All that follows is from commenter RDM:
Perhaps the greatest irony of this whole discussion, given that it is primarily dealing with materialists and their objections to self-evident moral truths, is two-fold.
First, consider that in many respects, philosophical arguments are simply plausibility comparisons. One argument/view is simply more plausible than another. Now, in terms of a plausibility comparison between “it is always and everywhere wrong and evil to torture a child for fun” and “materialism is true and thus it is not always wrong to torture a child for fun”, the former is light-years more plausible and certain than the latter. Any worldview that rejects that moral truth is infinitely less plausible than the moral truth itself. In fact, that moral truth is more plausible than the claim that “matter itself exists”. And so, the irony here is the following: the moment that I doubt the truth of that moral statement is the moment that I gain infinitely more reason to doubt the truth of materialism (or naturalism, to use a different name for it).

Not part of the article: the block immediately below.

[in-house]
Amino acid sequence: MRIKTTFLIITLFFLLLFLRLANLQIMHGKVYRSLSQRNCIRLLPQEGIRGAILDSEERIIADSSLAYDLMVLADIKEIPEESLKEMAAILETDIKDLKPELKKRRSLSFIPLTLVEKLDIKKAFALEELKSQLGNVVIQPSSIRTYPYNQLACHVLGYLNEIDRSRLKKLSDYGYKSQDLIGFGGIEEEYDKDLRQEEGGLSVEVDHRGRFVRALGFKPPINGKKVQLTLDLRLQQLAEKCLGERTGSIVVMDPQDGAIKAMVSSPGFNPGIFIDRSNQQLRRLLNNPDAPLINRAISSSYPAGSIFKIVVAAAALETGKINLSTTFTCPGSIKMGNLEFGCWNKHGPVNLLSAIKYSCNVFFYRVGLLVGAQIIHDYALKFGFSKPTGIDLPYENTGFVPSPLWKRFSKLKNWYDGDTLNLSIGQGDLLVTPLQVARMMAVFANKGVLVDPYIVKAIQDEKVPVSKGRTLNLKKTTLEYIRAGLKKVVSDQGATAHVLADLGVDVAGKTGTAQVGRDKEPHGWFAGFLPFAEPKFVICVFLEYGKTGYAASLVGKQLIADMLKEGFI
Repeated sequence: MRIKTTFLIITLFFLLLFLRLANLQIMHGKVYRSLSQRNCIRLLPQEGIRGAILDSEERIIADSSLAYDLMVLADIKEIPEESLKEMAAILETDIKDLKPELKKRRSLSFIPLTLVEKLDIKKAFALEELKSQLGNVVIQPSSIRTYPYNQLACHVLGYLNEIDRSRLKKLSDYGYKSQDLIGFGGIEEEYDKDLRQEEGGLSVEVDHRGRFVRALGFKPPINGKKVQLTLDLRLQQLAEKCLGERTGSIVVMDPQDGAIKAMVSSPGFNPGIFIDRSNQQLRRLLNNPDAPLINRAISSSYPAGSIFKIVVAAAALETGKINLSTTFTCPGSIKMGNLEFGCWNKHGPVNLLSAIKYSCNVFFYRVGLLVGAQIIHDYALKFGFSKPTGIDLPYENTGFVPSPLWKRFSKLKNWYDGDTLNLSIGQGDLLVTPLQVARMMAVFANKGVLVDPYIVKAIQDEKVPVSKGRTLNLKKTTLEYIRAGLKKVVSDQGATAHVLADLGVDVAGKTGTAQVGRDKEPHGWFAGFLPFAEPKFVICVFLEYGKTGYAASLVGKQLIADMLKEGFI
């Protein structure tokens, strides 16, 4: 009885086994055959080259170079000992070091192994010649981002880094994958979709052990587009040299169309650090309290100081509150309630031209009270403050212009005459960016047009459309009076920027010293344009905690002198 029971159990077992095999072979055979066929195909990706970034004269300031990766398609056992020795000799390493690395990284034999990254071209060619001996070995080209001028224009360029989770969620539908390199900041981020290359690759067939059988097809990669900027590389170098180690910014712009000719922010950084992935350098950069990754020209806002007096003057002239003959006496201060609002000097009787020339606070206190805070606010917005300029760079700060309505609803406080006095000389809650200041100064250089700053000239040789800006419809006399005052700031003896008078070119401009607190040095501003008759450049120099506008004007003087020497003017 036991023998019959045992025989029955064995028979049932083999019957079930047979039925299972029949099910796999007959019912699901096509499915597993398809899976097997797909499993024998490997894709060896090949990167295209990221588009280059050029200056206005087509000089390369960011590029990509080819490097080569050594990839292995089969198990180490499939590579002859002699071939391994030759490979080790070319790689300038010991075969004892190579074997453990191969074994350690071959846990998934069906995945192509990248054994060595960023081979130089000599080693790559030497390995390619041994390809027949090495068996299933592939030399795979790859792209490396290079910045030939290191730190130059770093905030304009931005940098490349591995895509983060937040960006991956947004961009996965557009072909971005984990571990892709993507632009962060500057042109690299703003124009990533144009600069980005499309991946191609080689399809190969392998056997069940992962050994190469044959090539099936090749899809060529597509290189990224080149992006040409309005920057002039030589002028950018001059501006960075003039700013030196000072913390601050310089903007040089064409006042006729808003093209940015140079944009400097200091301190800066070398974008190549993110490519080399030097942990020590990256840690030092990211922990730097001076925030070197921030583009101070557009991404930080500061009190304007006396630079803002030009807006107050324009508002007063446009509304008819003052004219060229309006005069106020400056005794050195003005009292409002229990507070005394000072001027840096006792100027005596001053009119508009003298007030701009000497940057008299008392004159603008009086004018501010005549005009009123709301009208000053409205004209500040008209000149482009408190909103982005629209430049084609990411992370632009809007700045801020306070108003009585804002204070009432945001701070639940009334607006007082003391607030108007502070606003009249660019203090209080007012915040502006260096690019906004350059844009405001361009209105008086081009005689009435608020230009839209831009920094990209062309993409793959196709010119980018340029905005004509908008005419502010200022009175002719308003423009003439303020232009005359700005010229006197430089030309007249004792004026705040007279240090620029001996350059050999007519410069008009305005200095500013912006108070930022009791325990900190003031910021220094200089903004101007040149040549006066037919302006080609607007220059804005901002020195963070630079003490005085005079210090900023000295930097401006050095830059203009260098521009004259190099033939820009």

Now the second great irony in hearing the materialist argue, in part, against self-evident truths, is that materialism, at its core, depends, in a certain way, on the idea of self-evidence. And not in the ways already mentioned—although in those as well—but rather in that the existence of matter itself is arguably supported by nothing but self-evidence. After all, what is the materialist’s proof or empirical evidence that matter actually exists? As Berkeley and others showed, not only is there nothing that can “prove” that matter exists, but there are actual good arguments against the existence of matter. And so, for the existence of matter, the materialist can offer, as inferential evidence or proof, nothing more than the person who says that “it is always wrong to torture a child for fun” can offer for his view. And remember, the burden of proof is on the materialist, for he asserts the existence of matter. And so, if you think yourself justified to rejecting the aforementioned moral claim, than you are doubly justified in rejecting the very existence of matter, and, in turn, in rejecting materialism. So, in rejecting the very moral claim that it must reject in order to be coherent, materialism simultaneously provides us with the very grounds to deny the existence of matter, and thus to deny materialism itself. Materialism, in essence, loses no matter which way it turns.